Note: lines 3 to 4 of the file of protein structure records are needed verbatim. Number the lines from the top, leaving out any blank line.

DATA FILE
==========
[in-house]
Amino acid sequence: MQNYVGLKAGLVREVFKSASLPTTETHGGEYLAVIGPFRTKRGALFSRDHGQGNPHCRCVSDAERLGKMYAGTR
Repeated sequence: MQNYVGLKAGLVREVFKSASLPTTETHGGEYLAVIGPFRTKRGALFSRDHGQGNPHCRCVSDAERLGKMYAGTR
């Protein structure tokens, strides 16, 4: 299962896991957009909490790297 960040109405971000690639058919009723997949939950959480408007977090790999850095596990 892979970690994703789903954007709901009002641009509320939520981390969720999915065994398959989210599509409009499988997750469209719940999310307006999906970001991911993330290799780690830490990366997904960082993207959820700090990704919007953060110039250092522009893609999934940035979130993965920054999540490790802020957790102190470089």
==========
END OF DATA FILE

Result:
Repeated sequence: MQNYVGLKAGLVREVFKSASLPTTETHGGEYLAVIGPFRTKRGALFSRDHGQGNPHCRCVSDAERLGKMYAGTR
């Protein structure tokens, strides 16, 4: 299962896991957009909490790297 960040109405971000690639058919009723997949939950959480408007977090790999850095596990 892979970690994703789903954007709901009002641009509320939520981390969720999915065994398959989210599509409009499988997750469209719940999310307006999906970001991911993330290799780690830490990366997904960082993207959820700090990704919007953060110039250092522009893609999934940035979130993965920054999540490790802020957790102190470089």